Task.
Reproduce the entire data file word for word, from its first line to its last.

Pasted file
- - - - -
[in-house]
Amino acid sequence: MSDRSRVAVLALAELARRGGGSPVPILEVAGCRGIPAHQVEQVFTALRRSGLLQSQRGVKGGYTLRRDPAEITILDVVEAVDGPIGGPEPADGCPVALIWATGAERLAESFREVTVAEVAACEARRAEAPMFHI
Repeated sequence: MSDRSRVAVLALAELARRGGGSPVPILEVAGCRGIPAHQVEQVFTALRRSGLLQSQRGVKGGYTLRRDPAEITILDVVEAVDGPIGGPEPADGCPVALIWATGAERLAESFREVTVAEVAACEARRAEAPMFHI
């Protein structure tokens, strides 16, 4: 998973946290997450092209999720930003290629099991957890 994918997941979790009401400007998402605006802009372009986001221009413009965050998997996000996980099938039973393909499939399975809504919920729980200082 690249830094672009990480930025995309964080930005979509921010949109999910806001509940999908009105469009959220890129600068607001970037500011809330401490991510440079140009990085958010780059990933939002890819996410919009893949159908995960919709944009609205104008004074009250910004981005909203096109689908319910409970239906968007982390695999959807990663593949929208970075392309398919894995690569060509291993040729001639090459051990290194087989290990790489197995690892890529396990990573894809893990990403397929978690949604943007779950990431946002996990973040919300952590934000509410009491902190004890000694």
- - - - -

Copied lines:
[in-house]
Amino acid sequence: MSDRSRVAVLALAELARRGGGSPVPILEVAGCRGIPAHQVEQVFTALRRSGLLQSQRGVKGGYTLRRDPAEITILDVVEAVDGPIGGPEPADGCPVALIWATGAERLAESFREVTVAEVAACEARRAEAPMFHI
Repeated sequence: MSDRSRVAVLALAELARRGGGSPVPILEVAGCRGIPAHQVEQVFTALRRSGLLQSQRGVKGGYTLRRDPAEITILDVVEAVDGPIGGPEPADGCPVALIWATGAERLAESFREVTVAEVAACEARRAEAPMFHI
């Protein structure tokens, strides 16, 4: 998973946290997450092209999720930003290629099991957890 994918997941979790009401400007998402605006802009372009986001221009413009965050998997996000996980099938039973393909499939399975809504919920729980200082 690249830094672009990480930025995309964080930005979509921010949109999910806001509940999908009105469009959220890129600068607001970037500011809330401490991510440079140009990085958010780059990933939002890819996410919009893949159908995960919709944009609205104008004074009250910004981005909203096109689908319910409970239906968007982390695999959807990663593949929208970075392309398919894995690569060509291993040729001639090459051990290194087989290990790489197995690892890529396990990573894809893990990403397929978690949604943007779950990431946002996990973040919300952590934000509410009491902190004890000694």